Crimpers - Tops in the Toolbox
Published: March 2003
Crimpers top the list of essential tools for making electrical and data communications wire and cable connections.
By the application of force, a crimping tool makes a permanent connection by either compressing (crimping) a connector around a prestripped wire or cable, or by pushing wire or cable into a connector designed to pierce or displace the insulation and attach it to the conductor.
“Connections must be made without compromising the integrity of the electrical circuit or system as it has been designed,” said Jerry A. Woodward, product manager at Thomas & Betts Corp. “Each connection should meet all industry guidelines and standards. A connection should never be the weak link in a wiring system.”
Advances in crimping-tool designs make today’s models more efficient and easier to use than earlier versions.
Crimpers fall into two general categories classified by:
- Whether they use die sets for different connector types and sizes or are “dieless” models;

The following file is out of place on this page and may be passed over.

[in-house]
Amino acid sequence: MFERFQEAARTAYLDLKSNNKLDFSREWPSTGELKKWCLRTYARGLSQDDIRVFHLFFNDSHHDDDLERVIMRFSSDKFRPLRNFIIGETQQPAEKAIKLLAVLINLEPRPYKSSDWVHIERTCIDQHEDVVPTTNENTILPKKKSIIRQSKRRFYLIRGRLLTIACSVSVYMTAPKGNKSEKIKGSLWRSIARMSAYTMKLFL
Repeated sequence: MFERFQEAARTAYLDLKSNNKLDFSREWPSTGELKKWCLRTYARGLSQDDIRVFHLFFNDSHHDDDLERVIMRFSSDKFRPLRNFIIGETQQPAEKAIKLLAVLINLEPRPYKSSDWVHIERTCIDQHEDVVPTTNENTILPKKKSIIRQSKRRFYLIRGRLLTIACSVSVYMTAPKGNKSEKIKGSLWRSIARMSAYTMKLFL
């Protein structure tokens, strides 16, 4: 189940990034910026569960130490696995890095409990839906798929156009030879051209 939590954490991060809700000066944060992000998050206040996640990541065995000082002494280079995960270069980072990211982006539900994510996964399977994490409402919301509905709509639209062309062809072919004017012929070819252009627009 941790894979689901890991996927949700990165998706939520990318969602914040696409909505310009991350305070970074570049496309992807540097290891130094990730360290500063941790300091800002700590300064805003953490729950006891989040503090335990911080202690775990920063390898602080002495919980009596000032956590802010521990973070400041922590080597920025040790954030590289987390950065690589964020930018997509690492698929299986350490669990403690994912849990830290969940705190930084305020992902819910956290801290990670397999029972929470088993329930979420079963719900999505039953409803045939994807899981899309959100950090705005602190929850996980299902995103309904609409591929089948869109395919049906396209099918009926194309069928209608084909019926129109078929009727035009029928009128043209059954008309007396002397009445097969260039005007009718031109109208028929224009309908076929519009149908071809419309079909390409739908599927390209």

- The type of power source that applies crimping pressure—manual, hand-hydraulic, remote-hydraulic, or battery-powered.
“Dieless tools are nice because they are much simpler to use,” said Jim Eisele, Greenlee Textron product manager. “Dieless tools can crimp a range of connectors without making any change, or sometimes by just an adjustment to the tool, but their range is relatively limited. Die-type tools can be used to crimp a much broader range of connectors, but they require a different set of dies for each connector type and size to be crimped.”
Whether manual or power-assisted crimpers are employed depends primarily on the cable size being connected and the volume of work to be completed.
“Manual tools range from the small, single-hand-operated, plier-type tools, to larger versions that require two-armed operation,” said Robert J. Horky, Panduit Corp. business development manager. “Larger crimpers can be manually operated or are manually-pumped, hydraulic-assisted tools. Power models come in battery-powered and electric (110V) hydraulic pump-powered versions. Battery voltages range from 12V to 18V and operate tools in sizes from relatively small hand tools about the size of a drill to battery-powered hydraulic pumps.”
Manual tools usually are used for connecting wire and cable in small-to-medium sizes where a small number of crimps are to be made. As cable size and the number of crimps increases, power tools usually are preferred.